Anaka: It is my pleasure and purpose to direct this short film for Nazlee Arbee’s music, an artist who masters channeling the reflection of Self within the Spirit Realm back onto Earth. My cosmic mission to travel from Los Angeles to Cape Town was fueled by the psychic feeling that I would find beings there to fulfill the fullest potential of conscious collaboration. I am forever grateful to Nazlee for trusting me with the music and opening space for us to work from pure intuition. Visuals are the ultimate reflections of our reality and how we as shapeshifters manifest the future for ourselves & the Earth. This film began with an idea, rose to the skies to dream, was cultivated carefully with time and love then rebirthed like a Phoenix back into this harsh world. We enter this new phase without fear. Ride the waves with us and mirror new light as we bear the Truths our Ancestors whisper into our hearts from the Universe.

Film Credits

Imagery is Infinite™ Productions Presents:

Untitled

Music: Writing and vocals by Nazlee Arbee

Beat & Music Production: Michael Carlse

Muses: Haneem Christian, Chaze Matakala, Malaika Evans, Aisha Wanjiru Osob Mugo,

Dounia Trh, Zenobia Marder, Anaka, Lufuno Sedzani Ramadwa & Nicola Wright

Shot, edited & directed by Anaka

Transition

Score: Ethos

Sound: Anaka & the Nature

Wise One: Tanaka

Shot, edited & directed by Anaka

9to5

Music: Writing and Vocals by Nazlee Arbee

Adlibs: Thembelihle Dunjana

Shot, edited & directed by Anaka

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Kenyans Are Furious at the New York Times for Posting Photos of Terrorist Victims

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Is the New York Times guilty of a double standard when it comes to publishing images of dead bodies?

Kenyans, and others fed up with the coverage, took to social media in the hundreds to denounce a Times article that included an image of victims of Tuesday's Nairobi terrorist attack, bloodied from bullets, and lying hunched over their laptops, dead.

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Some of the responses to the Times' official statement.

In a response to the controversy from the Poynter Institute, a typically astute observer of journalistic practice in the United States, they run through the typical American journalism school approach to publishing photos that might shock or offend. They write:

Should the Times have run the photo?
There is no easy answer.
The first question any news organization must ask when deciding to publish violent images is: WHY show it?
In other words, what is the news value? Does the public need to see such an image to fully grasp what happened? Does the public need to see such a photo to confirm or disprove the official account of the events?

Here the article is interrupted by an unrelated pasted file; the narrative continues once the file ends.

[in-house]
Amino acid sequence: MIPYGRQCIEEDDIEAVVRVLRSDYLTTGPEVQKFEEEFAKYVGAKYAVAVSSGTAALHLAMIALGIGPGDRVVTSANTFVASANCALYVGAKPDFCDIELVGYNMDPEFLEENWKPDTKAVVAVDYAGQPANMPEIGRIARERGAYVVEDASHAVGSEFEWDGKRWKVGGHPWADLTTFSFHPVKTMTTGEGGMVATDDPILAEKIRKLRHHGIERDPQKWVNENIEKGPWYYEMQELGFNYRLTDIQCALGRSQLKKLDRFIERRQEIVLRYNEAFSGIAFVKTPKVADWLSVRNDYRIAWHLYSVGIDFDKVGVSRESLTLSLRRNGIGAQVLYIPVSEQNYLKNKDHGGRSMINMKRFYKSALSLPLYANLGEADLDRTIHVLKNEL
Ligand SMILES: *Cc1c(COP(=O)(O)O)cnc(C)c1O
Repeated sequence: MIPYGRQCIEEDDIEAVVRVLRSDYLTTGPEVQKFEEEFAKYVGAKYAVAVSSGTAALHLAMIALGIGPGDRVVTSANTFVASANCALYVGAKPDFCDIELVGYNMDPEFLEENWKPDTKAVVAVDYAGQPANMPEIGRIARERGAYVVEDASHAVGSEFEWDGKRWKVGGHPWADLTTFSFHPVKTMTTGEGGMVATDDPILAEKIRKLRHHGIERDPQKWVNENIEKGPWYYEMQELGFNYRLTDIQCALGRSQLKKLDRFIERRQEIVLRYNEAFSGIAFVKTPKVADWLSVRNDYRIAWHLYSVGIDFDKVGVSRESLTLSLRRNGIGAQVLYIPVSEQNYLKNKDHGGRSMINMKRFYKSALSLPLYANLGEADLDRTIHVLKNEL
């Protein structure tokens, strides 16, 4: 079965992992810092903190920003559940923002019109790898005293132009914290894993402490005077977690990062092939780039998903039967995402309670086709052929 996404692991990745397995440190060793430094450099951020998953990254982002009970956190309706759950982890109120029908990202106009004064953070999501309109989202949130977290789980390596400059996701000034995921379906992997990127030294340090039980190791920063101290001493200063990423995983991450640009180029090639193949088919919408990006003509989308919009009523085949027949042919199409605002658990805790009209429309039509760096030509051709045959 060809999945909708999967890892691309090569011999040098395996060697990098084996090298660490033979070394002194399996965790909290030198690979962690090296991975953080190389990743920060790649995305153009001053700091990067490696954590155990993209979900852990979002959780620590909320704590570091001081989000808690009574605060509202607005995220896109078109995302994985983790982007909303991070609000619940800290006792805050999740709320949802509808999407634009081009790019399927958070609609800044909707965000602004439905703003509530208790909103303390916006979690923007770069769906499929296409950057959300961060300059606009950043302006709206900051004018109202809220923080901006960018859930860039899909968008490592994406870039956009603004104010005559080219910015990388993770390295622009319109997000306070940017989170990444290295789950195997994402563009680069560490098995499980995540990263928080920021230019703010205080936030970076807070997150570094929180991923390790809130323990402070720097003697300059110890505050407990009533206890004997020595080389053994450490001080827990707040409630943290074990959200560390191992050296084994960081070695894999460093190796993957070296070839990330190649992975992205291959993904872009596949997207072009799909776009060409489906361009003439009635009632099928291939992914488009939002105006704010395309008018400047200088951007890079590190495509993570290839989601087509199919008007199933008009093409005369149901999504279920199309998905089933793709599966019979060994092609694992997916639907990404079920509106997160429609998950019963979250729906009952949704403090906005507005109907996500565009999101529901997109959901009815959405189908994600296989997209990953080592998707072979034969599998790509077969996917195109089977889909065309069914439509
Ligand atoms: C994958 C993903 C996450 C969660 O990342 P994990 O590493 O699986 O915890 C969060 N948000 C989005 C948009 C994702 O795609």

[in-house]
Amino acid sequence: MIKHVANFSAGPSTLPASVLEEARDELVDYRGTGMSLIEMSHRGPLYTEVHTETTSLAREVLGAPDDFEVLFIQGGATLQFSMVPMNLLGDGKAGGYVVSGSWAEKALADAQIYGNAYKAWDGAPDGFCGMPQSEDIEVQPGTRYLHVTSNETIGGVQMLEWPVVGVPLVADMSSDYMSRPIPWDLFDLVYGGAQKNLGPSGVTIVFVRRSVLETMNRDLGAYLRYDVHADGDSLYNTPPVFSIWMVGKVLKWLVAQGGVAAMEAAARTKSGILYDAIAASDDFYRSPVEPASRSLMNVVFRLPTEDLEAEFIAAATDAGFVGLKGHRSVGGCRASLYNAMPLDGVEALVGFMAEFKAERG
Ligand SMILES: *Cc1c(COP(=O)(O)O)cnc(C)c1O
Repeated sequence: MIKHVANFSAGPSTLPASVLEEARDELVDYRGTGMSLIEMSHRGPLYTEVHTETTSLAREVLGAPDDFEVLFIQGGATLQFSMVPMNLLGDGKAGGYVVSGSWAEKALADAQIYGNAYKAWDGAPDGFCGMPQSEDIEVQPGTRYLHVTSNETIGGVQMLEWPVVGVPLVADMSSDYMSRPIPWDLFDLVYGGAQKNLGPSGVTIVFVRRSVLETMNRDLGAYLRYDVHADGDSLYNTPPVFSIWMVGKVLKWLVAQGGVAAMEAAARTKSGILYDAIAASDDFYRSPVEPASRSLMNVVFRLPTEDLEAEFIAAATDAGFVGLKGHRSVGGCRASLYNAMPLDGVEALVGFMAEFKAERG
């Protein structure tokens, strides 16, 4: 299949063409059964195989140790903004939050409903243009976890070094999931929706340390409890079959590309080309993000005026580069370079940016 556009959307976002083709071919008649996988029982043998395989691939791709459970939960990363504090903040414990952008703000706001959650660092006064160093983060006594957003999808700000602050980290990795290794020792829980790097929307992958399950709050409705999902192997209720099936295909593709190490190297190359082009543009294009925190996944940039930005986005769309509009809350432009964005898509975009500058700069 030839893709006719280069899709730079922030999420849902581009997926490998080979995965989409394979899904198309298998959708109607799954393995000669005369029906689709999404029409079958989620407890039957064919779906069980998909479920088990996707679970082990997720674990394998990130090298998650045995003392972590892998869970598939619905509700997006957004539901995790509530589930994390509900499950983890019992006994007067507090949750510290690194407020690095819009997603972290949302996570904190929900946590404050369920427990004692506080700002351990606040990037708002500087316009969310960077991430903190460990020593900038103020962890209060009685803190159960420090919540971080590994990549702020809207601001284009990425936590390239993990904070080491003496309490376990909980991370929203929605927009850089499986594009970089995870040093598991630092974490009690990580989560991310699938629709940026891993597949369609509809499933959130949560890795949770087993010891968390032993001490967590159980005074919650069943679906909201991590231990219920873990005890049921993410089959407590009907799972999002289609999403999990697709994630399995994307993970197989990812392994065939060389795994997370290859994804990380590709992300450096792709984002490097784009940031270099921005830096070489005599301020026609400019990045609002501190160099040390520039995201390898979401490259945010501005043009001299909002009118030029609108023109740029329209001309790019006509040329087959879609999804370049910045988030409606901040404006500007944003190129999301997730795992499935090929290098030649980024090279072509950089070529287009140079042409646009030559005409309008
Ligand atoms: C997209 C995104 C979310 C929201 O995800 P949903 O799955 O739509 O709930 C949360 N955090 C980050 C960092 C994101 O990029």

An argument could be made that a writer's words could accurately describe the scene without being as disturbing as the image. In addition, when it comes to an act of terrorism, might publishing such a photo actually advance the cause of the terrorists, showing the damage they caused, thus fueling dread and panic?
Also this: The photo on the Times website came without warning. As a reader, you didn't know you were going to see a photo of dead people until you actually saw it.
Those are arguments to not run such a photo or, at least, warn readers of its graphic content.

While it's a fine analysis of when to show a violent image, it misses the central issue at play for those aggrieved by the Times' posting—that the American news-gaze values certain lives differently. Black, brown, foreign, poor—American journalism organizations, including the New York Times, cannot escape a base ethnocentrism in their coverage. It's so embedded into how these institutions operate, and the gap in understanding is so wide, that to much of the world, the Times' official response is laughably wrong at first glance.

"We take the same approach wherever in the world something like this happens--balancing the need for sensitivity and respect with our mission of showing the reality of these events"

And while there are examples from the Times that complicate this feeling, like these images of the dead in the terrorist attack in Nice, France, it doesn't discount the wider and correct feeling that the white victims of American mass shootings are treated differently than their African counterparts. And while there are complicated and systematic reasons for this which will always make discussing it difficult, to simply deny that different standards exist, does not increase the Times' credibility with Kenyans or the newspaper's growing online audience which will only become more vocal about how they're portrayed.